It brings all the boys to the yard. The female Polyphemus moth that hatched out Sunday at DFW Fiber Fest was mated last night.
To ensure that I get eggs for the next generation, I make a slip-knot leash out of silk sewing thread and tie it around the base of her wings, so that it doesn’t bother her as she moves. I tie the other end to a spring clip. I hide her in a bush (in this case, a Japanese maple) and she uses a pheromone to attract nearby males. They will fly up to 5 miles to find her, based solely on scent. In a natural state, they will stay attached through the following day, and then part ways at dusk. She will start flying around laying her eggs (usually around 200) and he will fly off to find another mate. If I’m wanting to rear the eggs, I will put her into a brown paper lunch bag and fold down the top; she will lay eggs inside the bag, and I’ll collect them by tearing up the bag into little pieces with the glued-down eggs attached. I often do half-and-half — she lays half the eggs in the bag for me, and I let her go to fly around and give the other half to the woods.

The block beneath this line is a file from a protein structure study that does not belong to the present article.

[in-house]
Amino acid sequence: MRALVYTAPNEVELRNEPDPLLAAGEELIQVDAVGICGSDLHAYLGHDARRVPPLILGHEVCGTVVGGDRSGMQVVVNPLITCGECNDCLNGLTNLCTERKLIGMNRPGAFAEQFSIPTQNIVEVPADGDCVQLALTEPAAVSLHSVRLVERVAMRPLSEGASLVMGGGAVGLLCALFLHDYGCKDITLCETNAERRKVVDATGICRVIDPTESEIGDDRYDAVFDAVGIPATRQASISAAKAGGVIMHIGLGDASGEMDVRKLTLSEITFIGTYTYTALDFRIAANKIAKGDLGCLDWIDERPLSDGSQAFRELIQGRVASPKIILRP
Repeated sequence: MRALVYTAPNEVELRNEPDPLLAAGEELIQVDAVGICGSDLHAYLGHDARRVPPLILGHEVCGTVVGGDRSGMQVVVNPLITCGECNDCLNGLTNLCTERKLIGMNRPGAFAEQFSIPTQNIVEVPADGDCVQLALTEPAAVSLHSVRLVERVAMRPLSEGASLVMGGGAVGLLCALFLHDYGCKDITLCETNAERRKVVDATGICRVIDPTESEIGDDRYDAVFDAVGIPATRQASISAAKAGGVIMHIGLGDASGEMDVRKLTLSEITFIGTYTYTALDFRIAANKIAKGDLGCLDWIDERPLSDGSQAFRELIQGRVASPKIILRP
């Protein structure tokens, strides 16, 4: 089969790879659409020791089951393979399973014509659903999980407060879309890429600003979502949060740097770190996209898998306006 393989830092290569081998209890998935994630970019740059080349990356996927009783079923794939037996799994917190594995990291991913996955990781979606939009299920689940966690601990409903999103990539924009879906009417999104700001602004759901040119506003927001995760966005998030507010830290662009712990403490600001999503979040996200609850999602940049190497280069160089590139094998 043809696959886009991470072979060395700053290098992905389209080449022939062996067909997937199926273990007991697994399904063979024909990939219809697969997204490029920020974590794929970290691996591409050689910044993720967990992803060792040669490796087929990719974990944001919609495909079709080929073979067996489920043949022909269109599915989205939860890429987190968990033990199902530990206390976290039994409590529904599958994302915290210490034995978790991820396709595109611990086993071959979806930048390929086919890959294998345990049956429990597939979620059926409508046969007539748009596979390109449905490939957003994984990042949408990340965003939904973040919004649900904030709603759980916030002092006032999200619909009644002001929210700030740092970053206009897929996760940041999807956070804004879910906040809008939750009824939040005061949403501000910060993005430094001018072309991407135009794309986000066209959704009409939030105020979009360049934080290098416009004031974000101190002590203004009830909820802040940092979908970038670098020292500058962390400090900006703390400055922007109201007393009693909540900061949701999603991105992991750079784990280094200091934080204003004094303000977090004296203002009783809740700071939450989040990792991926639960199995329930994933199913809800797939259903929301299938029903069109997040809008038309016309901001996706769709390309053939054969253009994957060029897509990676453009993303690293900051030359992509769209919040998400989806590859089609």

You have an awesome blog! I found you when looking for information on a Cecropia that flew through my yard. Awesome-
I found your site with my daughter while looking for silk-making info. Fascinating stuff. Truly a work of knowledge worth preserving. Thank you for sharing this with the world.
I just read your information about raising silk moths. Very interesting. I raise monarch butterflies in the summer which is much easier than what you go through! You are very disciplined in making your Little Masters happy and fruitful. Thanks for sharing all the info.